General Motors reached a tentative deal with the striking workers at its CAMI plant in Ingersoll, Ont., on Friday.
Few details of the pacts were provided by the company or Unifor, the union whose membership will later hold a vote on ratifying the agreement.
Ontario Premier Kathleen Wynne issued a statement welcoming the tentative deal and expressing hope it would result in an end to the four-week-old strike.
“The impact of this job action was being felt throughout Ontario’s auto supply chain and we know that a possible end to this work stoppage will be greeted with appreciation and relief by everyone involved,” said the joint statement from Wynne and Economic Development Minister Brad Duguid.
The deal came a day after GM told Unifor that it might shift more production to Mexico if the strike didn’t end soon.
Unifor president Jerry Dias accused the company on Thursday of declaring war on the Ingersoll workers, but the company said it had little choice but to look at alternatives for the strikebound Ontario plant.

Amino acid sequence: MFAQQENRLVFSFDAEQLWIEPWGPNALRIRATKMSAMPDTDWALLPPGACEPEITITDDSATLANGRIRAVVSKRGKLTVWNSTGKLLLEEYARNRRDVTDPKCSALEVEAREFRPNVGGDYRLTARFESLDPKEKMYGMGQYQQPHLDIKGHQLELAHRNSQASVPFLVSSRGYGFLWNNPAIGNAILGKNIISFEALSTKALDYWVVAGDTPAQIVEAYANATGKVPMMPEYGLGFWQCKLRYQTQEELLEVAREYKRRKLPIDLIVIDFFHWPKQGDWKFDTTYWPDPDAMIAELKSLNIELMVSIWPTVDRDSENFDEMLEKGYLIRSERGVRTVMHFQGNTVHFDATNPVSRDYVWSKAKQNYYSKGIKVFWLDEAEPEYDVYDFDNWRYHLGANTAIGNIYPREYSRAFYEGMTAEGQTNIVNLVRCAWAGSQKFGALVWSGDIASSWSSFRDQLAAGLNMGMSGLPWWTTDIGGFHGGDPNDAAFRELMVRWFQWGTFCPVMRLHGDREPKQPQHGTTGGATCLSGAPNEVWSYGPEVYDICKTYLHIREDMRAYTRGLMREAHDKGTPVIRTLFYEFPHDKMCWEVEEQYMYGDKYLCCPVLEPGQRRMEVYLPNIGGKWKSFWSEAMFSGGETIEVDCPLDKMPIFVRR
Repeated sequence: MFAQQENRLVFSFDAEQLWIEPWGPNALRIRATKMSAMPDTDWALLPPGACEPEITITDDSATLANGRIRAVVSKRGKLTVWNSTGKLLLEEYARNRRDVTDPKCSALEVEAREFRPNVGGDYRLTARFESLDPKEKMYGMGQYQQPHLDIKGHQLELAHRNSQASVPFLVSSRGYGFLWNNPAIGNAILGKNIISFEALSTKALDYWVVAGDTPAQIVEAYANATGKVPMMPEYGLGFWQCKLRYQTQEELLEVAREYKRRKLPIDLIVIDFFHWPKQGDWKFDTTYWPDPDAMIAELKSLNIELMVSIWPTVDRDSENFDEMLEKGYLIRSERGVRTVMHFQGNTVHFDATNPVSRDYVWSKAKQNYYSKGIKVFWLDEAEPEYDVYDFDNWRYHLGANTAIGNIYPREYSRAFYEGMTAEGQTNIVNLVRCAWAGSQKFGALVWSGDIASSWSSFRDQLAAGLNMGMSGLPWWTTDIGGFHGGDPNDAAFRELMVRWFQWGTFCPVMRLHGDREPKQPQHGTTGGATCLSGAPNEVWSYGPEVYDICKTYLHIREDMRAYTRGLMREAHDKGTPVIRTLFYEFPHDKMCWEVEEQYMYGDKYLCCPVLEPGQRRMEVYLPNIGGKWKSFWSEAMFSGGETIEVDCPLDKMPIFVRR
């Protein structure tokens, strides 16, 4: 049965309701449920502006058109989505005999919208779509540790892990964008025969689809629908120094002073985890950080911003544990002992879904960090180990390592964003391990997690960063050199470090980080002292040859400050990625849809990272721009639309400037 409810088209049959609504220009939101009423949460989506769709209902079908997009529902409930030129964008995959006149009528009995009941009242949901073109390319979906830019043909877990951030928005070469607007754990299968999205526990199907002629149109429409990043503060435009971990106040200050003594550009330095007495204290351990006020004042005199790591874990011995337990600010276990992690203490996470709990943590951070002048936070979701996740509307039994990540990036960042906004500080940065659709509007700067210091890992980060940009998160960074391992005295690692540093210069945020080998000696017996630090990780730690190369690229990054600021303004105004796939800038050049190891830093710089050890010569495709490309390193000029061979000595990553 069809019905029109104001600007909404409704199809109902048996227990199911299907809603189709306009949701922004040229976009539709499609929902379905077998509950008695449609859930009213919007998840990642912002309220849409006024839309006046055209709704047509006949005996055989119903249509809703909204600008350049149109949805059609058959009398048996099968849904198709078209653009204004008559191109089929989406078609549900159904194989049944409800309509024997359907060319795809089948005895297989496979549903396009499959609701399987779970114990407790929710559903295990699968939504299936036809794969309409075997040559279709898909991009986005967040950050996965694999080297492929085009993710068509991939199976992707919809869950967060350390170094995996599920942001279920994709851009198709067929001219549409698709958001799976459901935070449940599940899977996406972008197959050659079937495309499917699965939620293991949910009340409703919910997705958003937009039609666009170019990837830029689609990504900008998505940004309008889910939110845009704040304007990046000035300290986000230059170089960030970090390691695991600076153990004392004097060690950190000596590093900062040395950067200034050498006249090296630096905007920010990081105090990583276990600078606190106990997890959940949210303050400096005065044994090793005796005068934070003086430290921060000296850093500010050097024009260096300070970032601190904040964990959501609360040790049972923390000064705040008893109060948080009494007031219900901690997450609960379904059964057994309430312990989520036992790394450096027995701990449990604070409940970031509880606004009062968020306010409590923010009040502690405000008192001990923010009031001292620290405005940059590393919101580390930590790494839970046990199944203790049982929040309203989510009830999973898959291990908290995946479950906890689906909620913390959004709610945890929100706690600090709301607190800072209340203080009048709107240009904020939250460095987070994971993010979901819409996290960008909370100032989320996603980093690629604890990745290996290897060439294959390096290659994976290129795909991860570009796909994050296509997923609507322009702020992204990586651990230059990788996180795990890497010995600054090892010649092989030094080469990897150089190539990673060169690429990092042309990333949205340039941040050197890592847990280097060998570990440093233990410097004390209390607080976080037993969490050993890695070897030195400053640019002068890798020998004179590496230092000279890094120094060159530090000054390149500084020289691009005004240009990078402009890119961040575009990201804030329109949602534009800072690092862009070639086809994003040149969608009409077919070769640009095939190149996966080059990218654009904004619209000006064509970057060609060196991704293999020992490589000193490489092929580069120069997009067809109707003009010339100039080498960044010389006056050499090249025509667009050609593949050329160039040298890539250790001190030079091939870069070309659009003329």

A statement from Unifor made no direct reference to GM’s threat but union president Jerry Dias appeared to touch on the issue.
“This strike has shown all of Canada why a renewed North American Free Trade Agreement must address the needs of working people first,” Dias said in the statement posted on the union’s website.
“These members have shown incredible courage and strength by standing up for good jobs and a secure future for their families and their community.”
On Thursday, Dias complained about GM adding plants in Mexico while closing facilities in Canada and the U.S. and accused the automaker of exploiting lower-paid Mexican workers.
Job security was identified as a major issue in the talks.